Japan finds BSE risk parts in US beef imports

JAPAN - Japan is considering stopping all imports of U.S. beef - just a month after lifting a ban on the meat - after finding risk materials that could cause mad cow disease in a shipment from New York on Friday.
calendar icon 20 January 2006
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A total of 390 kg (860 lb) of beef imported from a meatpacker in New York was found to contain the risk materials when it was inspected upon arrival at Narita International Airport near Tokyo, a Farm Ministry official said. "Under the agreement between the United States and Japan, we decided to stop imports from the facility," the official said.

Japanese Prime Minister Junichiro Koizumi said the country's agriculture minister had recommended reimposing the ban on all U.S. beef imports. "He also recommended, because preserving the food safety and security of the people is extremely important, calling on the United States to make a strong response," Koizumi told reporters.

Koizumi said he directed Agriculture Minister Shoichi Nakagawa to consult with the health minister on the appropriate response. Japan officially resumed some imports of beef from the United States and Canada last month after a two-year ban. The incident comes as U.S. Deputy Secretary of State Robert Zoellick is due to visit Japan on Sunday and Monday. Earlier, Nakagawa said a thorough investigation was needed.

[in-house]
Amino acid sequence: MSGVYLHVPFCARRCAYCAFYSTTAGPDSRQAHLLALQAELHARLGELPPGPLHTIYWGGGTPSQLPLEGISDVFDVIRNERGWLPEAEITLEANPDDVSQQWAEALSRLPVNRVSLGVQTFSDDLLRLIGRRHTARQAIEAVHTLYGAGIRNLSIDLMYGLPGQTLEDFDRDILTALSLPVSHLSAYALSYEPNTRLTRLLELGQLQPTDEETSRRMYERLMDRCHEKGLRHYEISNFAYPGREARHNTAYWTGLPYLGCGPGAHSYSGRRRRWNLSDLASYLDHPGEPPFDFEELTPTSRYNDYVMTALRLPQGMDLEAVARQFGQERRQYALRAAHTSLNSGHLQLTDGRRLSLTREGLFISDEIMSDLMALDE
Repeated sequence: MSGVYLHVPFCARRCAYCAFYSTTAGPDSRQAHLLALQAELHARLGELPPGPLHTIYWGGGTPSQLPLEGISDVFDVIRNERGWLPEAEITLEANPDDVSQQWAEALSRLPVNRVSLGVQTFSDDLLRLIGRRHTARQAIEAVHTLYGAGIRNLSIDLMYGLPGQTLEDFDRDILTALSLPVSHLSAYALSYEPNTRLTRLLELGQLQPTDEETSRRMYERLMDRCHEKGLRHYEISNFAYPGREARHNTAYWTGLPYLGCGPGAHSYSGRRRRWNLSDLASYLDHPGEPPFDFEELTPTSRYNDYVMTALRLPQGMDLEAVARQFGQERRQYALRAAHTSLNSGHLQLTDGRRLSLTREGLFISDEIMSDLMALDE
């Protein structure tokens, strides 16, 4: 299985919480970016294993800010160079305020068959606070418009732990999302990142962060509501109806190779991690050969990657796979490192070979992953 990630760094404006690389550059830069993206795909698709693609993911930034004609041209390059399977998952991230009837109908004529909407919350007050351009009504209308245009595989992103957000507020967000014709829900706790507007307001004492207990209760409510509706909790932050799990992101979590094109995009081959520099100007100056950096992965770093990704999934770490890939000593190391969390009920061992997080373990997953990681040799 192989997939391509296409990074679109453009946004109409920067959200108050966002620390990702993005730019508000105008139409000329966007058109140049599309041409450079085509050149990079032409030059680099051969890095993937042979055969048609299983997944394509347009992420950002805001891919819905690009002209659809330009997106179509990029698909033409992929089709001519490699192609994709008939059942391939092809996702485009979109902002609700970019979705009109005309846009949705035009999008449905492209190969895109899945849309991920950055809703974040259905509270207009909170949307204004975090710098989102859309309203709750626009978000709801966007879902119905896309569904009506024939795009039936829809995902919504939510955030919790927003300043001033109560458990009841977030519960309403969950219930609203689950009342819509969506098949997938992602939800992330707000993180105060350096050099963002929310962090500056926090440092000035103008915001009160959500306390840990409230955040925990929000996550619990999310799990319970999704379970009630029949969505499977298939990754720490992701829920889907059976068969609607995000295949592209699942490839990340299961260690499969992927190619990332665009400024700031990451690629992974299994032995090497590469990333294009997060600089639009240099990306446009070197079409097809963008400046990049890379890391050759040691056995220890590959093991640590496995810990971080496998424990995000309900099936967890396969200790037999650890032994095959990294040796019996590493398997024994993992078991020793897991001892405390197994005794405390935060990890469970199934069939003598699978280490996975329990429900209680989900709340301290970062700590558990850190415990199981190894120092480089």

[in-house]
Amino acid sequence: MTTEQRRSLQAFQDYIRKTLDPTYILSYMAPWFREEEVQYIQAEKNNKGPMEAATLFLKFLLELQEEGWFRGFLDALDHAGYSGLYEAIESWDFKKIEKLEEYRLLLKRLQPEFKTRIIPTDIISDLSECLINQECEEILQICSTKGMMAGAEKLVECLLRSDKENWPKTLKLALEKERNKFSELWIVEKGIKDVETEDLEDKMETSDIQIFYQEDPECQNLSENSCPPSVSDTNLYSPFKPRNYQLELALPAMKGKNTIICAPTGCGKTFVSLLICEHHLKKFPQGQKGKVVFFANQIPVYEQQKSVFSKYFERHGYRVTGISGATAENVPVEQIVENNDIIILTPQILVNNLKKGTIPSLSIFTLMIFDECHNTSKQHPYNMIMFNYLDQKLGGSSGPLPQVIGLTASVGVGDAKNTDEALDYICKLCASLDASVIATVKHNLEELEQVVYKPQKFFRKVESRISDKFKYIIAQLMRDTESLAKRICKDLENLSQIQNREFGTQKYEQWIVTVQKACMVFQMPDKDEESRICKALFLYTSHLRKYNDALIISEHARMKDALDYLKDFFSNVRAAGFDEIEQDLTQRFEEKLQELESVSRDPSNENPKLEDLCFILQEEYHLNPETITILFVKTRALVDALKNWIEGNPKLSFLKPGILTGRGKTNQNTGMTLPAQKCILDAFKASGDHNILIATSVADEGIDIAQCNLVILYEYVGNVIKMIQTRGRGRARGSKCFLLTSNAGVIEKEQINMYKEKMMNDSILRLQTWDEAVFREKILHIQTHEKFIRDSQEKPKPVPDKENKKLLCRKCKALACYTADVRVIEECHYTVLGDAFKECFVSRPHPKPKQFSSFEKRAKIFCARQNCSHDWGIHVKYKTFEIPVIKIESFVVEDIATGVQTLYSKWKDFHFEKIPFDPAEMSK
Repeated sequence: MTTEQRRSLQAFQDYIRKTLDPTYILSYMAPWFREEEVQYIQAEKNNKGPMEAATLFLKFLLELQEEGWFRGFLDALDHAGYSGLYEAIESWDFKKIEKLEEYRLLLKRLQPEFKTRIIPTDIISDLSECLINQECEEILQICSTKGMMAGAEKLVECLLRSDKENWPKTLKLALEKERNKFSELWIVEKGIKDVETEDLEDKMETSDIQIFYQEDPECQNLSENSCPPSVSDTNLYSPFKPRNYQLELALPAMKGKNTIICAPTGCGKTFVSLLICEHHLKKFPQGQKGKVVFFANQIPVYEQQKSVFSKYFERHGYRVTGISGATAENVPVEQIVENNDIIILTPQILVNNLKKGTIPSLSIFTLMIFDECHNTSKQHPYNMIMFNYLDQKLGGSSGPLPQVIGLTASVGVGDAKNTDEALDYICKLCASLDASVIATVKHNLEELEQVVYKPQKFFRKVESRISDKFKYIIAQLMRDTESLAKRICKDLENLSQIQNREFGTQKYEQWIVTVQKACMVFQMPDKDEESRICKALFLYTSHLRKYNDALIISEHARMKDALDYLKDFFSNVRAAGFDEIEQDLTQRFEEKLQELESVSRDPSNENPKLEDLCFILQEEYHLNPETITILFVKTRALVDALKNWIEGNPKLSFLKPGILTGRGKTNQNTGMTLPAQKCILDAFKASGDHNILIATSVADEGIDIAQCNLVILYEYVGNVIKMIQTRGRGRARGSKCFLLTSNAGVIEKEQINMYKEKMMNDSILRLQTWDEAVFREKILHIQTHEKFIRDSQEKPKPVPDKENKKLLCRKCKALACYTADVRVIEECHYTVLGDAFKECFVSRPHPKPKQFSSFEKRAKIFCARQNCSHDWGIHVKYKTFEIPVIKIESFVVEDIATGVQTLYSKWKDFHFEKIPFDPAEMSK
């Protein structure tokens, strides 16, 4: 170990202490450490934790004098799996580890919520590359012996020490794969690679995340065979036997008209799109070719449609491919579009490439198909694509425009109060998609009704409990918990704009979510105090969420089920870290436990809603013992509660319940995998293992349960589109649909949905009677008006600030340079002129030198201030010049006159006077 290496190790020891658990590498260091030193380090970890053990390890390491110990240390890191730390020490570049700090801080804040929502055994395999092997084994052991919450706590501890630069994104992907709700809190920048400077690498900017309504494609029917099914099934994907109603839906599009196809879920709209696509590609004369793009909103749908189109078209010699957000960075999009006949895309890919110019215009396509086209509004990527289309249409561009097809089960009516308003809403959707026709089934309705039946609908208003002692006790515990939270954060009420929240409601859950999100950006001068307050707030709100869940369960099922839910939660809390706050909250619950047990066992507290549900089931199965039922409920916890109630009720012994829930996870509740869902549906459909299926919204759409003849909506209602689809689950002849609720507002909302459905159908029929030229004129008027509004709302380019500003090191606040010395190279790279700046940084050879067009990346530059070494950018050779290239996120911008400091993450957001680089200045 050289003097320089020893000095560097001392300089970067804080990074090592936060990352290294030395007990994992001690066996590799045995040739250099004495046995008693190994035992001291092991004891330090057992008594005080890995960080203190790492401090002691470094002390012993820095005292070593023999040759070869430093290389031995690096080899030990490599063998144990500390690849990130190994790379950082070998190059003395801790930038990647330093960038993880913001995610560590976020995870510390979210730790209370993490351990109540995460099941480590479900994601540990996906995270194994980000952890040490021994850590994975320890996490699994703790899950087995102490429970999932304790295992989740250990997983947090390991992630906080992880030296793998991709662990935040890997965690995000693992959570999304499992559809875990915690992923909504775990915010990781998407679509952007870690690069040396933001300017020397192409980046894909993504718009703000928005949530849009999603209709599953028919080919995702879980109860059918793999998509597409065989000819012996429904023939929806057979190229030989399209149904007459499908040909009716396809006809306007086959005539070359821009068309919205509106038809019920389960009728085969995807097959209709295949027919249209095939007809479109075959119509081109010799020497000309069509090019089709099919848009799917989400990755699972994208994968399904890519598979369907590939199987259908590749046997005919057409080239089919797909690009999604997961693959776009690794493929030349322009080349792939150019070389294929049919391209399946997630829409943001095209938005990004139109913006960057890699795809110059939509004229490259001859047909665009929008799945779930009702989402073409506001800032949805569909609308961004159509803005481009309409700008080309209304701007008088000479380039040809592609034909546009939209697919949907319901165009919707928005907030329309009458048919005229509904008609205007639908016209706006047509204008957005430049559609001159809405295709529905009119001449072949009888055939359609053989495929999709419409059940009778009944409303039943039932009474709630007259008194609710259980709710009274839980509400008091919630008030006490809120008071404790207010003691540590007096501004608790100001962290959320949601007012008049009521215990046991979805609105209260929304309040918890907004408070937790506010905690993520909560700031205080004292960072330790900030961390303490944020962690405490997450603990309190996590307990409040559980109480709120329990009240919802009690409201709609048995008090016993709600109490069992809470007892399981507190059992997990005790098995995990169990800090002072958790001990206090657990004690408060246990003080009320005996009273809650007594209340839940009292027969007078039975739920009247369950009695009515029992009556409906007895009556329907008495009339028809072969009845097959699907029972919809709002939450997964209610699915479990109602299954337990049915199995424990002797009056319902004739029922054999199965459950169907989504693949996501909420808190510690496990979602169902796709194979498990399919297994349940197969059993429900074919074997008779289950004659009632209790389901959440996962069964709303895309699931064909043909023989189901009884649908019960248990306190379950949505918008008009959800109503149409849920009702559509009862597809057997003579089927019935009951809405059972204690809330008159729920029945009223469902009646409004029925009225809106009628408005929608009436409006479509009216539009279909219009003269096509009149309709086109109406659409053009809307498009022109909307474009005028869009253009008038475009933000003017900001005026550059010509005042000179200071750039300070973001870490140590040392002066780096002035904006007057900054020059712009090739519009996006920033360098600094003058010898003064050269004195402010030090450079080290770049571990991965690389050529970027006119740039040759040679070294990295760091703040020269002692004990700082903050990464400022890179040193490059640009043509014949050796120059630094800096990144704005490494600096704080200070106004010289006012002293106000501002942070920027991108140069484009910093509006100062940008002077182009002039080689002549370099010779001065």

"If this is true, it is extremely regrettable.... That is to say, we consider that it would be a serious violation of the import process," Nakagawa told a news conference carried by national broadcaster NHK. Japan halted imports of beef from the United States in December 2003 after the discovery of a case of mad cow disease in Washington state. Before the ban, Japan was the top importer of U.S. beef, with imports valued at $1.4 billion in 2003.

After months of negotiations, Tokyo agreed in December 2005 to resume imports of American beef, but only from cattle aged 20 months or younger. It also said all risk material that could cause the brain-wasting disease had to be totally removed. These materials include the spinal cord, which was found in the cargo of U.S. meat from New York.

Small quantities of beef from the United States have started to enter Japan, but consumers remain worried that food safeguards in the United States are not up to Japanese standards. Experts believe humans can catch a variant version of mad cow disease, formally known as bovine spongiform encephalopathy (BSE), by eating contaminated meat.

Source: Reuters - 20th January 2006

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